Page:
When it comes to tales of transgender people, we often hear stories of transwomen (from Jeffrey Tambor on the new Amazon series Transparent to Laverne Cox in Orange Is the New Black), but the stories of transmen are much more rare. Local writer Thomas Page McBee, who was born female, offers an intriguing reverse perspective in his memoir about becoming a man, appropriately titled Man Alive. Given that two of the most memorable men in his life were his abusive father and a mugger who almost killed him, McBee was unsurprisingly conflicted about his transition. He uses his personal story to investigate what it means to be a man, and what it takes to be a good one: a question that holds interesting implications for men, women, and everyone in between.
Appearances: City Lights, 10/9
Reggae legend Bob Marley was almost assassinated in 1976, when a group of gunmen stormed his house just days before the Jamaican general election, injuring Marley, his wife, his manager, and others in his home. In Marlon James' A Brief History of Seven Killings, we get a fictional look at not only the assassins, but the entire rich tapestry strung between Jamaica and the US in the '70s, encompassing CIA agents, journalists, drug dealers, and even children. James' previous novel, The Book of Night Women, was wildly acclaimed, and the early word on this book is that he's topped himself.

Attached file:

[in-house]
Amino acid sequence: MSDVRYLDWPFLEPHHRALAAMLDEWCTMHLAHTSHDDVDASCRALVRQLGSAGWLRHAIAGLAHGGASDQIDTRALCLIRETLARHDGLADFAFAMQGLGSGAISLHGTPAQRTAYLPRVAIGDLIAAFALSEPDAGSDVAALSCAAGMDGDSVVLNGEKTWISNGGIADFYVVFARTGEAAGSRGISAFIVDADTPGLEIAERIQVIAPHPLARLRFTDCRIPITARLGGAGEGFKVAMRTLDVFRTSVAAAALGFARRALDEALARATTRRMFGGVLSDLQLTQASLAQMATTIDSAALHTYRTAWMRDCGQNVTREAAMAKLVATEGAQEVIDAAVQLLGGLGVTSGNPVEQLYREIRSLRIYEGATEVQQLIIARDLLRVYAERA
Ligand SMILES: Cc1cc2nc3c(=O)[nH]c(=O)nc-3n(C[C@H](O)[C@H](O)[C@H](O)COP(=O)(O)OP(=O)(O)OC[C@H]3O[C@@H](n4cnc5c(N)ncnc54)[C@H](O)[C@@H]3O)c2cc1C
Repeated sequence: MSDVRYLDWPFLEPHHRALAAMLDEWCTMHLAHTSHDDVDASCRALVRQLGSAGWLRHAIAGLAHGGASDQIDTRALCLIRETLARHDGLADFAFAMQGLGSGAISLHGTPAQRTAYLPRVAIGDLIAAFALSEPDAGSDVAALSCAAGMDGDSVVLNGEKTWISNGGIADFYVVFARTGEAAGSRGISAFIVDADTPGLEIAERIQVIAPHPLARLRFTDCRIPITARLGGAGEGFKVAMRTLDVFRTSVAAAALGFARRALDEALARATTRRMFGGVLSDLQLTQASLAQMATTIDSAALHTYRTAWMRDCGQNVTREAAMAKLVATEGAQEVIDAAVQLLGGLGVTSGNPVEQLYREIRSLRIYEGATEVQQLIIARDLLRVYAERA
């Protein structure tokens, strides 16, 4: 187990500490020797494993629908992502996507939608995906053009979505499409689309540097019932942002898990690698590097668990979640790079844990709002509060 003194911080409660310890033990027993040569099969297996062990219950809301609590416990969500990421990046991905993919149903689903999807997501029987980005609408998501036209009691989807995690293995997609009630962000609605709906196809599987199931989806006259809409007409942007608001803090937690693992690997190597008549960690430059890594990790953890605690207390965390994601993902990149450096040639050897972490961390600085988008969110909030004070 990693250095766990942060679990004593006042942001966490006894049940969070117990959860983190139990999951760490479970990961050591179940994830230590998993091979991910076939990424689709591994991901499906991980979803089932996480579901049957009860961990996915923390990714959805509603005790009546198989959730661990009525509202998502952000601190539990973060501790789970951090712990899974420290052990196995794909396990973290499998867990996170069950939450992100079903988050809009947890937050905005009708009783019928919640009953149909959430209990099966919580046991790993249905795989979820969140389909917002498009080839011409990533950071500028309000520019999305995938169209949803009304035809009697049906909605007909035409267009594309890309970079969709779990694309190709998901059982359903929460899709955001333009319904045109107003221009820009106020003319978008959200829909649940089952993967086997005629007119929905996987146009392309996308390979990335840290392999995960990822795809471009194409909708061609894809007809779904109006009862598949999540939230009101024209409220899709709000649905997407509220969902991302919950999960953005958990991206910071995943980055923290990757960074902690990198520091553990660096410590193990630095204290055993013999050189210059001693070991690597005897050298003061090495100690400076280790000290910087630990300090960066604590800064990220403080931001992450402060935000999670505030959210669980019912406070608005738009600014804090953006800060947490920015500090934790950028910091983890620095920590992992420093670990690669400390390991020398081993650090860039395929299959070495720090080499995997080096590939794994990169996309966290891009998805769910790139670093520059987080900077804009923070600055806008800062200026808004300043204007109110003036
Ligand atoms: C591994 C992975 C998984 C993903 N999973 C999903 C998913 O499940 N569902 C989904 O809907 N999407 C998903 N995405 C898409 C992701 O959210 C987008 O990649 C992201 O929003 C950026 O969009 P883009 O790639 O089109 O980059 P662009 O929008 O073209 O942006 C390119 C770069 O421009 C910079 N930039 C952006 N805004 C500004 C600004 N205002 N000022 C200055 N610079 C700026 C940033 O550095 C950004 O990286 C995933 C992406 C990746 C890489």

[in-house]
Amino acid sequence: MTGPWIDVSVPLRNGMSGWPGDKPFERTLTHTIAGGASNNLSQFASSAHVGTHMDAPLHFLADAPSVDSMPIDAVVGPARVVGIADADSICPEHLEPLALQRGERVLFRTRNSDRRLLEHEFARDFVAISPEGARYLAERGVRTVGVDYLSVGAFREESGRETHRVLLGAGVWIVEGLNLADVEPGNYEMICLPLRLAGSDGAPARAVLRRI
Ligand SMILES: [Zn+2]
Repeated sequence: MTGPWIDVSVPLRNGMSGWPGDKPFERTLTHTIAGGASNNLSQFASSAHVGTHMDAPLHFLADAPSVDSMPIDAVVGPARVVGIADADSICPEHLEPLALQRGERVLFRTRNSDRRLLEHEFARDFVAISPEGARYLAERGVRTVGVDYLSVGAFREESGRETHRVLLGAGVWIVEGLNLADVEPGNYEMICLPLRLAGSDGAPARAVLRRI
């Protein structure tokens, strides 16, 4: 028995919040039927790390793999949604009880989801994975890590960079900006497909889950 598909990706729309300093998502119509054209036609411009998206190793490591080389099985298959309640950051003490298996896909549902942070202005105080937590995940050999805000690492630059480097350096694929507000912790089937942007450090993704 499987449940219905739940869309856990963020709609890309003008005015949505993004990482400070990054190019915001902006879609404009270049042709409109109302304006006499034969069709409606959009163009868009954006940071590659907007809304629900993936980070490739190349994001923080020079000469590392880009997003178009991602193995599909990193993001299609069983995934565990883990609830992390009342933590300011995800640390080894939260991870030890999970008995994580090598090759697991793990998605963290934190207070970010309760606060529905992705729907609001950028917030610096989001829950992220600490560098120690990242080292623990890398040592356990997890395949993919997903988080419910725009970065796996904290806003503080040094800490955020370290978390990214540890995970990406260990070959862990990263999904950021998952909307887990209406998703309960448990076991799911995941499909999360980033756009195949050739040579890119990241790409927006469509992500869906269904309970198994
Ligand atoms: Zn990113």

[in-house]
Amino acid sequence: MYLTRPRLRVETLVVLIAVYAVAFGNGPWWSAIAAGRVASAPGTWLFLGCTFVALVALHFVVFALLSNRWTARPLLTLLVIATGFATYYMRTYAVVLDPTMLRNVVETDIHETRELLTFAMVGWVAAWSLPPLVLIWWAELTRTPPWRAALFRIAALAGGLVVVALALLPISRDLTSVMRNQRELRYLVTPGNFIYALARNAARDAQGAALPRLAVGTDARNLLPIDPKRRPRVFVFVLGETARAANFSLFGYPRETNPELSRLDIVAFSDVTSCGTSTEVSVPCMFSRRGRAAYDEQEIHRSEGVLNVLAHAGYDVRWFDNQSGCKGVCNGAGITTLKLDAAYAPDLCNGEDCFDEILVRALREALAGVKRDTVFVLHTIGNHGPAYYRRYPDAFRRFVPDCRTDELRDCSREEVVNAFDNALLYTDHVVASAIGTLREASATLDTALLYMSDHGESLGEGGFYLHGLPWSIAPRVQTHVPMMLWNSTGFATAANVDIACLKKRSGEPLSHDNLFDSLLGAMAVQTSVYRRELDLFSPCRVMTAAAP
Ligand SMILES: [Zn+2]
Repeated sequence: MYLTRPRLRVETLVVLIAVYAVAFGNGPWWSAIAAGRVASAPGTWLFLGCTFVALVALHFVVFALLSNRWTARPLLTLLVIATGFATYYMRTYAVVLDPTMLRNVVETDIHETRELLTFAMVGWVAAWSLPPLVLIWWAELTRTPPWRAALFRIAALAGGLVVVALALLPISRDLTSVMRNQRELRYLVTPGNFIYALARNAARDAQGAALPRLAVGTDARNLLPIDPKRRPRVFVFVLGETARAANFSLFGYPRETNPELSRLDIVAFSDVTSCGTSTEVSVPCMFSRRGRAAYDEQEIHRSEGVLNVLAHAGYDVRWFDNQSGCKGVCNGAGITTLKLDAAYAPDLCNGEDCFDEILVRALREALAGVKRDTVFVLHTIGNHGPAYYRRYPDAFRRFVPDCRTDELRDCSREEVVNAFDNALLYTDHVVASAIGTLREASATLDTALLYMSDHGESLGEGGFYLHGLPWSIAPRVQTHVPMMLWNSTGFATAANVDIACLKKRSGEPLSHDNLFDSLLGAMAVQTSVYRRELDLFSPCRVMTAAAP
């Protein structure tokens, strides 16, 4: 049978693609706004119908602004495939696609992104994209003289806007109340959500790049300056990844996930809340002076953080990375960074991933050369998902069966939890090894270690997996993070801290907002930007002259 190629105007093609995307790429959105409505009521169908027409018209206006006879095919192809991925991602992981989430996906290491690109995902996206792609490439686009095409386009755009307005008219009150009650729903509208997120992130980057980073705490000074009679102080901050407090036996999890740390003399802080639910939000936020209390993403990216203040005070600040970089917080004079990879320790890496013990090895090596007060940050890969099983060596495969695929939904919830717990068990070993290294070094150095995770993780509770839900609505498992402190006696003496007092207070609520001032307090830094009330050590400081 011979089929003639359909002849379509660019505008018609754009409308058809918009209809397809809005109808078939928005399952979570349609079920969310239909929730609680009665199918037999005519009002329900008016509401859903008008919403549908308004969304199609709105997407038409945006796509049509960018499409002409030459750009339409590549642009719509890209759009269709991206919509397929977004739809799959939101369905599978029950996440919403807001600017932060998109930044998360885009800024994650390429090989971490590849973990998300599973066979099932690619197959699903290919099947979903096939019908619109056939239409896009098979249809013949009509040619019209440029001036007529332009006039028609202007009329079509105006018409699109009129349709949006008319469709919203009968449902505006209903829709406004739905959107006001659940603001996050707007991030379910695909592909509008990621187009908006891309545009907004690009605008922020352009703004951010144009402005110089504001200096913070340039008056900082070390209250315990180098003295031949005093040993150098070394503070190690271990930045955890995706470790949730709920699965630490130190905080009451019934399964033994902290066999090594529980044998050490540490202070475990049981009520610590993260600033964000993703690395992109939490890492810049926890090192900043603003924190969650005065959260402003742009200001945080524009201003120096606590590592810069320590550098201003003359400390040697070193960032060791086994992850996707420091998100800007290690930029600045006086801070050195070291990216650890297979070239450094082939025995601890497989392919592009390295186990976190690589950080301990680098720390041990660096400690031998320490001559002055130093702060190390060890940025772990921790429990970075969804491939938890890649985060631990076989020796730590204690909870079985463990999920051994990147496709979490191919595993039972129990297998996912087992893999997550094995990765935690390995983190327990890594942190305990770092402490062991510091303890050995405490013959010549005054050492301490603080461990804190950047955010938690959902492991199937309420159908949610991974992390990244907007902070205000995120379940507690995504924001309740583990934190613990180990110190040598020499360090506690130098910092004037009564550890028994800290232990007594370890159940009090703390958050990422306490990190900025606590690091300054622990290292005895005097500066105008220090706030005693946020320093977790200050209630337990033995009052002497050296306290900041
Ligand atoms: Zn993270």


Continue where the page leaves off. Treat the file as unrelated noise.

Monthly reading series Writers with Drinks is a reliable source for hearing a lot of great writers in a short span. But for this month's edition, they've really gone above and beyond: the readers will be mega-acclaimed novelist Jonathan Lethem (Dissident Gardens), NoViolet Bulawayo (whose debut novel We Need New Names was a hit), Molly Antopol (who got some of the year's best reviews for her story collection The UnAmericans), and Mallory Ortberg, who's quietly become one of the literary world's best and funniest critics via her website, The Toast. If you can only make one WWD, make it this one.
Appearances: Make-Out Room, 10/11 (admission $5-20 at the door)